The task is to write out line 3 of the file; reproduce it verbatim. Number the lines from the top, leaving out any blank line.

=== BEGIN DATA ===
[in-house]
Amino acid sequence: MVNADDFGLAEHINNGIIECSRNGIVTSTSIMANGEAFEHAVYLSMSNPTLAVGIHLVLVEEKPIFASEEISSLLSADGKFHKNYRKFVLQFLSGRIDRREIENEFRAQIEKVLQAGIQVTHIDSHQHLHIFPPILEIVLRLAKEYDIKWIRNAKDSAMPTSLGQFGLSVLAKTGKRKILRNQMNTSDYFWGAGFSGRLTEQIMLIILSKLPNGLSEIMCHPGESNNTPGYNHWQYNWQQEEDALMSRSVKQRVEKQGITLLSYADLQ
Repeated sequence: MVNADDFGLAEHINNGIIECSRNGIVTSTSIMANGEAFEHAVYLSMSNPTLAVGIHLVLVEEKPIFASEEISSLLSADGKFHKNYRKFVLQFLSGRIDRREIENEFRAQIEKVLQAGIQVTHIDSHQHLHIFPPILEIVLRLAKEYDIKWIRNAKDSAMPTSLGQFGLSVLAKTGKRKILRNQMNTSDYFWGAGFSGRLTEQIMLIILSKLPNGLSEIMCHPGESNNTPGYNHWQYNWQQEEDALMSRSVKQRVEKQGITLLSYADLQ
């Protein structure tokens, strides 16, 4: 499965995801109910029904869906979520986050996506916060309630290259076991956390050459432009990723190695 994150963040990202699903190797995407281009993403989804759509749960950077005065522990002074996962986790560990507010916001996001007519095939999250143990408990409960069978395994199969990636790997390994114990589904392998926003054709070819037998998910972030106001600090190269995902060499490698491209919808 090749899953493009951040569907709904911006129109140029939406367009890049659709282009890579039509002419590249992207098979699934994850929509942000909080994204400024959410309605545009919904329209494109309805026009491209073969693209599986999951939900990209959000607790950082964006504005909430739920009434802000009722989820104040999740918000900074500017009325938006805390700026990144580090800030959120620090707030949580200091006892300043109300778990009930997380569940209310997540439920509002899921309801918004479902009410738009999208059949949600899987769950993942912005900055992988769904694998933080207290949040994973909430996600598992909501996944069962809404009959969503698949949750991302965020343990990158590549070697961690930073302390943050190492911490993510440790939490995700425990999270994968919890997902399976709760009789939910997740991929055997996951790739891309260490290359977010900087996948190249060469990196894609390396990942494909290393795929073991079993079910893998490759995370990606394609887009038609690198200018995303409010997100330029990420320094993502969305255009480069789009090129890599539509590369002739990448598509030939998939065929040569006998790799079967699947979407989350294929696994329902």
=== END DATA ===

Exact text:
Repeated sequence: MVNADDFGLAEHINNGIIECSRNGIVTSTSIMANGEAFEHAVYLSMSNPTLAVGIHLVLVEEKPIFASEEISSLLSADGKFHKNYRKFVLQFLSGRIDRREIENEFRAQIEKVLQAGIQVTHIDSHQHLHIFPPILEIVLRLAKEYDIKWIRNAKDSAMPTSLGQFGLSVLAKTGKRKILRNQMNTSDYFWGAGFSGRLTEQIMLIILSKLPNGLSEIMCHPGESNNTPGYNHWQYNWQQEEDALMSRSVKQRVEKQGITLLSYADLQ